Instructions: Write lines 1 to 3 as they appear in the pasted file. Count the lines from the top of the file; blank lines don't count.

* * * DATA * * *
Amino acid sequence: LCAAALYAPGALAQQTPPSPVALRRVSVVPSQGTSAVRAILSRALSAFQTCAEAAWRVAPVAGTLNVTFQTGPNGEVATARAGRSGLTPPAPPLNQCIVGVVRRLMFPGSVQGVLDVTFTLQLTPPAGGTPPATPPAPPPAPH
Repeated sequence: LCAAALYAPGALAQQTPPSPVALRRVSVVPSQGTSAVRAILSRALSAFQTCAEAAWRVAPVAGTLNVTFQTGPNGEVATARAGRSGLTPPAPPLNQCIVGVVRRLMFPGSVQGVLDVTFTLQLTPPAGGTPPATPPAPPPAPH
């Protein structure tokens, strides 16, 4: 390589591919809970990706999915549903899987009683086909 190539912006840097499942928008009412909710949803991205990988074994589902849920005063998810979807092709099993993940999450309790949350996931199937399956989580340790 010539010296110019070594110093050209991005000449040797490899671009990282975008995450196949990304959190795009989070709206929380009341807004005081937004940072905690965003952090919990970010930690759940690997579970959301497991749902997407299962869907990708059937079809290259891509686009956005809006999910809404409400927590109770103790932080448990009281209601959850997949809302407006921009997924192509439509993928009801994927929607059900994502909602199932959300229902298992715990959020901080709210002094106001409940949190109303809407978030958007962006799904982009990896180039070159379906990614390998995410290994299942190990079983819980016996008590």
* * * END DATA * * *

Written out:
Amino acid sequence: LCAAALYAPGALAQQTPPSPVALRRVSVVPSQGTSAVRAILSRALSAFQTCAEAAWRVAPVAGTLNVTFQTGPNGEVATARAGRSGLTPPAPPLNQCIVGVVRRLMFPGSVQGVLDVTFTLQLTPPAGGTPPATPPAPPPAPH
Repeated sequence: LCAAALYAPGALAQQTPPSPVALRRVSVVPSQGTSAVRAILSRALSAFQTCAEAAWRVAPVAGTLNVTFQTGPNGEVATARAGRSGLTPPAPPLNQCIVGVVRRLMFPGSVQGVLDVTFTLQLTPPAGGTPPATPPAPPPAPH
């Protein structure tokens, strides 16, 4: 390589591919809970990706999915549903899987009683086909 190539912006840097499942928008009412909710949803991205990988074994589902849920005063998810979807092709099993993940999450309790949350996931199937399956989580340790 010539010296110019070594110093050209991005000449040797490899671009990282975008995450196949990304959190795009989070709206929380009341807004005081937004940072905690965003952090919990970010930690759940690997579970959301497991749902997407299962869907990708059937079809290259891509686009956005809006999910809404409400927590109770103790932080448990009281209601959850997949809302407006921009997924192509439509993928009801994927929607059900994502909602199932959300229902298992715990959020901080709210002094106001409940949190109303809407978030958007962006799904982009990896180039070159379906990614390998995410290994299942190990079983819980016996008590």